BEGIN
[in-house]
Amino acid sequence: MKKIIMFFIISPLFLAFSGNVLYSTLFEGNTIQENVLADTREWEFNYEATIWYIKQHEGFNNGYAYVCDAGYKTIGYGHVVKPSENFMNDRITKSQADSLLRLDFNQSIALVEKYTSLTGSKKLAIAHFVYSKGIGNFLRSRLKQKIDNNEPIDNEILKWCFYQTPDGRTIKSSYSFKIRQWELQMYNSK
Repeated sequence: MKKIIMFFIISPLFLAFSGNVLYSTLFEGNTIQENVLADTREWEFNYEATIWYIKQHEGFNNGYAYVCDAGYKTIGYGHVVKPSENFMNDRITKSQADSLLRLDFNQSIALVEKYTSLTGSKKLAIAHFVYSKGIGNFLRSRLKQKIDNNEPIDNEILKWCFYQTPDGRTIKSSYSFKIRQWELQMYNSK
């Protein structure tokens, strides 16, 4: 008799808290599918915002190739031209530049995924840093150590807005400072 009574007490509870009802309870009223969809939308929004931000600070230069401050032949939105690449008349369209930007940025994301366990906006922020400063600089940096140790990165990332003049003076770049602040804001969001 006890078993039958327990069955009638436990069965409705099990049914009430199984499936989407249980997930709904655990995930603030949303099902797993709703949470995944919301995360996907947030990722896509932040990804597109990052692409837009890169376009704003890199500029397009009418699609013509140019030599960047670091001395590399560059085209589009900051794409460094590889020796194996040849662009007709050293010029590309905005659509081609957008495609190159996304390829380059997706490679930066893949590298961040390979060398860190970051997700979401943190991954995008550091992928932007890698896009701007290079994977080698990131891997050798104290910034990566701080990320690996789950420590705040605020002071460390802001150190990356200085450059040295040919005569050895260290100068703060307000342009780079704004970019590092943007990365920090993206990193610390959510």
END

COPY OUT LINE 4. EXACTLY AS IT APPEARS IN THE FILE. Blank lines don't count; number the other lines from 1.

């Protein structure tokens, strides 16, 4: 008799808290599918915002190739031209530049995924840093150590807005400072 009574007490509870009802309870009223969809939308929004931000600070230069401050032949939105690449008349369209930007940025994301366990906006922020400063600089940096140790990165990332003049003076770049602040804001969001 006890078993039958327990069955009638436990069965409705099990049914009430199984499936989407249980997930709904655990995930603030949303099902797993709703949470995944919301995360996907947030990722896509932040990804597109990052692409837009890169376009704003890199500029397009009418699609013509140019030599960047670091001395590399560059085209589009900051794409460094590889020796194996040849662009007709050293010029590309905005659509081609957008495609190159996304390829380059997706490679930066893949590298961040390979060398860190970051997700979401943190991954995008550091992928932007890698896009701007290079994977080698990131891997050798104290910034990566701080990320690996789950420590705040605020002071460390802001150190990356200085450059040295040919005569050895260290100068703060307000342009780079704004970019590092943007990365920090993206990193610390959510």